I’m back from Denver, the wedding was wonderful and now I can share my recent adventures with you!! =-)
We headed out early from Denver and arrived at the Garden of the Gods in about an hour. We had just been to the Garden of the Gods in Illinois and needed to do a bit of comparison hiking!!
The visitors center is new this year (2015) and has all the amenities a hiker needs… toilets, water, helpful guides and yummy caramel nuts! The park is free along with the parking. It is a tad bit touristy, however we were there on a Thursday and it was tame. The trails are what I call ‘Yuppy Hiking’ , as they are paved with very little grade change and all wheel types are welcome. We even saw a Segway group go by. This isn’t my idea of fun hiking, however it was still pretty cool. We stuck within the Central Garden Area, although there are many more trails to enjoy.
We’ve entered the land where the human isn’t always the deadliest! Nothing like this at home.
A billion years ago, molten rock cooled to create Pikes Peak granite and the Ancestral Rockies. Approximately 310-270 million years ago, the ancestral Rockies were worn down bit by bit. About 250 million years ago, Garden of the Gods had sandy beaches and an inland sea. The 300 foot orange sandstone rocks in the Garden of the Gods were once sand dunes. They may have looked similar to those at the Great Sand Dunes National Monument in southern Colorado. An inland sea once again covered Colorado about 225 million years ago. Around 155 million years ago (the Jurassic period), dinosaurs roamed the Garden of the Gods.
About 65 million years ago, mountains rose and tipped the rocks that today we see today vertical and beyond. This was an intense period of mountain building caused by the old Pacific plate slamming into the North American plate. As the Front Range Mountains rose, the overlying sedimentary rocks were bent upward. Over time, the softer rocks eroded and valleys were created leaving harder rocks standing as the tall ridges in the Park.
Black-billed Magpie ~ Pica hudsonia
They were are beautiful and friendly. They seemed to really enjoy the rock face.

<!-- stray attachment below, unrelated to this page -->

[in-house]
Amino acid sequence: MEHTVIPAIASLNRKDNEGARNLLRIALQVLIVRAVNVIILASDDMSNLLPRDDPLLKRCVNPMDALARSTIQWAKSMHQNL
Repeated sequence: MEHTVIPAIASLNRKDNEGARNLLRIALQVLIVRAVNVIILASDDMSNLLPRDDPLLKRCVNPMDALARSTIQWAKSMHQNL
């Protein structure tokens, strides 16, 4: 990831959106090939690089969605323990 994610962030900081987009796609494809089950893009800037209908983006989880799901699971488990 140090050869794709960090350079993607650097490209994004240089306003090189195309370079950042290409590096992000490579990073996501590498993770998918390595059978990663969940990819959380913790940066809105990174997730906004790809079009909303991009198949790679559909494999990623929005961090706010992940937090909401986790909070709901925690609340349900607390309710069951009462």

The story of how this place gets its name goes like this:
It was August of 1859 when two surveyors started out from Denver City to begin a townsite, soon to be called Colorado City. While exploring nearby locations, they came upon a beautiful area of sandstone formations. M. S. Beach, who related this incident, suggested that it would be a “capital place for a beer garden” when the country grew up. His companion, Rufus Cable, a “young and poetic man”, exclaimed, “Beer Garden! Why it is a fit place for the Gods to assemble. We will call it the Garden of the Gods.” It has been so called ever since.
In 1871, as railroads established their way west, General William Jackson Palmer founded Colorado Springs while extending the lines of his Denver and Rio Grande Railroad. General Palmer wanted his friend, Charles Elliott Perkins (the head of the Burlington Railroad) to build his railroad from Chicago to Colorado Springs. Although the Burlington never built the railroad to Colorado Springs directly, Perkins did purchase two-hundred and forty acres which encompassed the Garden of the Gods for a summer home in 1879. Perkins died in 1907 and Perkins’ children donated the four-hundred eighty acres to the City of Colorado Springs. It would be known forever as the Garden of the Gods “where it shall remain free to the public, where no intoxicating liquors shall be manufactured, sold, or dispensed, where no building or structure shall be erected except those necessary to properly care for, protect, and maintain the area as a public park.”
© Ilex – Midwestern Plant Girl